The Tao of Ops: What exactly is a DDoS?

As more and more people are enjoying the Internet as part of their every day lives, so too are they experiencing its negative aspects. One such aspect is that sometimes the web site you are trying to reach is not accessible. While sites can be out of reach for many reasons, recently one of the more obscure causes has moved out of the shadows: The Denial of Service attack. This type of attack is also known as a DoS attack. It also has a bigger sibling, the Distributed Denial of Service attack.

Why these attacks are able to take web sites offline is right there in their name, since they deny you access to a web site. But how they cause web sites to become unavailable varies and quickly gets into more technical aspects of how the Internet works. My goal is to help describe what happens during these attacks and to identify and clarify key aspects of the problem.

First we need to define some terms:

A Web Site -- When you open your browser and type in (or click on) a link, that link tells the browser how to locate and interact with a web site. A link is made up of a number of pieces along with the site address. Other parts include how to talk to the computers that provide that service and also what type of interaction you want with the web site.

Web Address, aka the Uniform Resource Locator -- A link, to be geeky for a moment, is what is known as a Uniform Resource Locator (URL). Although most people think of a URL as "how web sites are addressed," it is actually a part of a much wider method of access to any service on the Internet. That said, the vast majority URLs provide a way to navigate web sites.

This link, https://en.wikipedia.org/wiki/Url contains the following:

  • https:// The browser needs to talk to the web site using the https scheme - a secure web browsing web request
  • en.wikipedia.org The address of the computer (or computers) that will provide the information and content of the web site
  • /wiki/Url The resource you want to get from the web site

The address portion of a link, the "en.wikipedia.org" part above, is itself made up of various parts known as the Top Level Domain (TLD) and the hostname. For our example the TLD is ".org" and the hostname is "en.wikipedia" - the two pieces are then used by the browser to make a query to the Domain Name System (DNS). This request takes the name, determines which Name Server is the authority for that name, and then returns an IP address for the name.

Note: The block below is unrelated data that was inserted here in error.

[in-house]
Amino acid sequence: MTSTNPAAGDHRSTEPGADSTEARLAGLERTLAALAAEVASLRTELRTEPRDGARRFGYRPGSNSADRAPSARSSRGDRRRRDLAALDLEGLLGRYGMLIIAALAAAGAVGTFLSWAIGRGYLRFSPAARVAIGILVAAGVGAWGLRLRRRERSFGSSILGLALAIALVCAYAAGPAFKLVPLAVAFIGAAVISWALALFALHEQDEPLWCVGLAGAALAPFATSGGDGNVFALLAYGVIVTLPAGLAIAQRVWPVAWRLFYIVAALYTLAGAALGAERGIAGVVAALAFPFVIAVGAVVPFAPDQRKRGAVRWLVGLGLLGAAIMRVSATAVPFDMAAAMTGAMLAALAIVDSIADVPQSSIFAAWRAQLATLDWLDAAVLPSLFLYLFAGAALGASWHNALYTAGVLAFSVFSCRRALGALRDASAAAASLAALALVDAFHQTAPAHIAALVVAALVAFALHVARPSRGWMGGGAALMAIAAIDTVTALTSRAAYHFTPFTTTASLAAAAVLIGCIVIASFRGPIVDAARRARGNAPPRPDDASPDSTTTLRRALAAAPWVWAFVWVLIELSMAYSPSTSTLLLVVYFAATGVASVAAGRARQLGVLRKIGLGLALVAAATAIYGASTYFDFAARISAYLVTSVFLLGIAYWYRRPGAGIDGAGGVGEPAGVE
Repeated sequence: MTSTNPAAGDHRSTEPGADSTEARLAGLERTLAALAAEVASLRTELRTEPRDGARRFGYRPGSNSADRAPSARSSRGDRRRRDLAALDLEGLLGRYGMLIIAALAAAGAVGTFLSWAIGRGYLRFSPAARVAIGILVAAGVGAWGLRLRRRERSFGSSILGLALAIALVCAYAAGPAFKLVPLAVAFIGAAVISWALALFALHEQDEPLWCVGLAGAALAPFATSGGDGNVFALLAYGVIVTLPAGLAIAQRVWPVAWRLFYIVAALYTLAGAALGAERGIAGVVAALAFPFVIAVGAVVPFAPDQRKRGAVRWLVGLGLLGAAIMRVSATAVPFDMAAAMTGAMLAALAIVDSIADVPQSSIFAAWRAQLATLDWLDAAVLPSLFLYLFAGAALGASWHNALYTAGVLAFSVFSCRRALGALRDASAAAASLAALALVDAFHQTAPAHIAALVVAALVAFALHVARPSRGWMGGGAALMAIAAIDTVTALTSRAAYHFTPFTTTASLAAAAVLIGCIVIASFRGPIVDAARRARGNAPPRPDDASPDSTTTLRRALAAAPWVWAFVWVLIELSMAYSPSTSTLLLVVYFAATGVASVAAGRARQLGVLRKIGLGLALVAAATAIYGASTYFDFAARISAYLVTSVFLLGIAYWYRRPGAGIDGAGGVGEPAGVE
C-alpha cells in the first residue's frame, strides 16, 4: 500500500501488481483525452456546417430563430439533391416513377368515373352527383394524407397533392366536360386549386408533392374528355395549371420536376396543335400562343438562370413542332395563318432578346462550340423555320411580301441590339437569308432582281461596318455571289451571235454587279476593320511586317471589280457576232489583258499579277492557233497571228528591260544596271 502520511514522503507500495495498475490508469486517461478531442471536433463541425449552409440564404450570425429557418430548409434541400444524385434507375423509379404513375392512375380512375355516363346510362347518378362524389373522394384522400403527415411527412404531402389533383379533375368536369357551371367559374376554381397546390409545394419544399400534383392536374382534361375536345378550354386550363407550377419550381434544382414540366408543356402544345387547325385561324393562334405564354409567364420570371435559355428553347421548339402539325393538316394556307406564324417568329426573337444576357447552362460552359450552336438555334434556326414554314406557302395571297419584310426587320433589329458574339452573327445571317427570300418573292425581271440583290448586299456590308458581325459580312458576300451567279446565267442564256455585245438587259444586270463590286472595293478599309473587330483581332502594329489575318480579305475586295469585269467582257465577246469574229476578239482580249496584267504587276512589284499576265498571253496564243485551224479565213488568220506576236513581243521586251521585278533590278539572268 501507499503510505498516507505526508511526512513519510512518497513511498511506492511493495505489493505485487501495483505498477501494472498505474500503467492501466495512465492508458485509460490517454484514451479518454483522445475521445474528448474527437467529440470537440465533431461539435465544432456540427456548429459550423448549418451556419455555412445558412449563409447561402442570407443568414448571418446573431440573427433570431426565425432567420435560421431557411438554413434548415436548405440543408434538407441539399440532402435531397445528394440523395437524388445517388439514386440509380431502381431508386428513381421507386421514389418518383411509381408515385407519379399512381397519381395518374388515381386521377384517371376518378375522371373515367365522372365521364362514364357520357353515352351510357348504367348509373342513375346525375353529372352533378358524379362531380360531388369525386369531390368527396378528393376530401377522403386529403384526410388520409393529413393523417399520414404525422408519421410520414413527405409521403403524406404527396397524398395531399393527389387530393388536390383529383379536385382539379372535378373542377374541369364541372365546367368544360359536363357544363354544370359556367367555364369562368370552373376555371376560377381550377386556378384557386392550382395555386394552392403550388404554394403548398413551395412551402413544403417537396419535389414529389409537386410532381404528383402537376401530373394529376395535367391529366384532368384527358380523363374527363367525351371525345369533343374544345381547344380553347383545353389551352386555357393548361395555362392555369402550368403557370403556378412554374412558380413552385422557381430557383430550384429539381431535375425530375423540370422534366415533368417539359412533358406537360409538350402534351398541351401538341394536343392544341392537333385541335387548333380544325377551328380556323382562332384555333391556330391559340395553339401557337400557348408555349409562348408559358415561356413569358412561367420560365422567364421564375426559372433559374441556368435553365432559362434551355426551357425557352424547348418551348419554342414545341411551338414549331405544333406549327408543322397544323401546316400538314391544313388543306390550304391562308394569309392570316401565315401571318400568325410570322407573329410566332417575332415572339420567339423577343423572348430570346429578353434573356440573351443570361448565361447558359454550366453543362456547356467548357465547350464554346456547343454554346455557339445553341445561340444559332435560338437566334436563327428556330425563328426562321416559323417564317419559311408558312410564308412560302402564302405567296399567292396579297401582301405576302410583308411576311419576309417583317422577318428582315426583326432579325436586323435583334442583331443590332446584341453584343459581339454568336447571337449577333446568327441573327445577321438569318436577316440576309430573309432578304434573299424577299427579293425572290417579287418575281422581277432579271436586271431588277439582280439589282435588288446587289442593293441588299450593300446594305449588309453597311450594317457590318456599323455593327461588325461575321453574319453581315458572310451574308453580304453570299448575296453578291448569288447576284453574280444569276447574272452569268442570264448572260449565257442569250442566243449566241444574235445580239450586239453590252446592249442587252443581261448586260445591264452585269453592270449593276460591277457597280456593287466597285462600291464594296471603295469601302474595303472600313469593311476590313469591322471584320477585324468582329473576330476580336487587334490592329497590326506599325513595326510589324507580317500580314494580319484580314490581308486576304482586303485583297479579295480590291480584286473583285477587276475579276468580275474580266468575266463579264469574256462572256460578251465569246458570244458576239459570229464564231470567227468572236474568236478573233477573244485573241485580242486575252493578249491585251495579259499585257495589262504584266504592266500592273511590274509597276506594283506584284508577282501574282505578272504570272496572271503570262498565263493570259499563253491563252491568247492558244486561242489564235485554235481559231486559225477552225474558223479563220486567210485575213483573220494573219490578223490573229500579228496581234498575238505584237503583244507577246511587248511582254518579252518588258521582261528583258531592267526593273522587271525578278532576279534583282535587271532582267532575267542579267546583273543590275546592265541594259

IP Address -- Each computer that is connected to the Internet is given a unique address so it can be identified and contacted. This unique Internet Protocol (IP) address allows clients (such as web browsers) and other computers to find and access it. Once your browser retrieves the IP address for a web site it can then begin to contact a computer using the appropriate protocol style to get the contents of the web site and display it for you.

Now that's a lot of little things all happening behind the scenes when you go visit a web site :) - but now that we know what we're working with, it will make describing what a DoS is easier.

When someone launches a Denial of Service attack they are trying to make the computers providing a service unable to perform their duties. The difference between a DoS and a DDoS is in how many outside computers are helping perform the attack. A Distributed Denial of Service attack is, as the name implies, distributed across many many computers, all of which are making requests to the target over and over again.

That is the crux of a DoS - one group of computers overload another group of computers by making the target have to process so many requests it cannot keep up. Let's work through two examples of what a DoS attack would look like in the real world:

Example 1 -- Think of the Internet as a highway and your browser is trying to access it via the on-ramp. While a small stream of cars is trying to get onto the highway things go well, but when the flow of cars gets to be too many all hell breaks loose and everyone comes to a halt and sits in traffic.

Example 2 -- During home games, Denver Broncos quarterback Peyton Manning is able to call plays out to his team. The players can hear him just fine, since hometown crowds are quiet during the plays. However, once the Broncos traveled to the Super Bowl to take on the Seattle Seahawks, things changed. The Seattle fans, known for being very loud, were able to act as a "12th man" of the Seattle defense. So much so that Manning's teammates could not hear him above the noise of the Seattle fans! They were suffering from a Distributed Denial of Service attack from more than one fan at a time.

As with any attack, you immediately begin to wonder how they can be prevented from happening and how to deal with them while they are active. This answer varies, not only because of the nature of each attack, but also because there are quite a few different kinds of DoS attacks. This little essay is getting rather long already so we might discuss counter-measures in a future blog post.

However, now when your browser is giving you an error message or the "spinner" is doing its best to annoy you, you will at least have the information to understand what is happening when the IT or Support people say "Yes, we are being DDoS'd."

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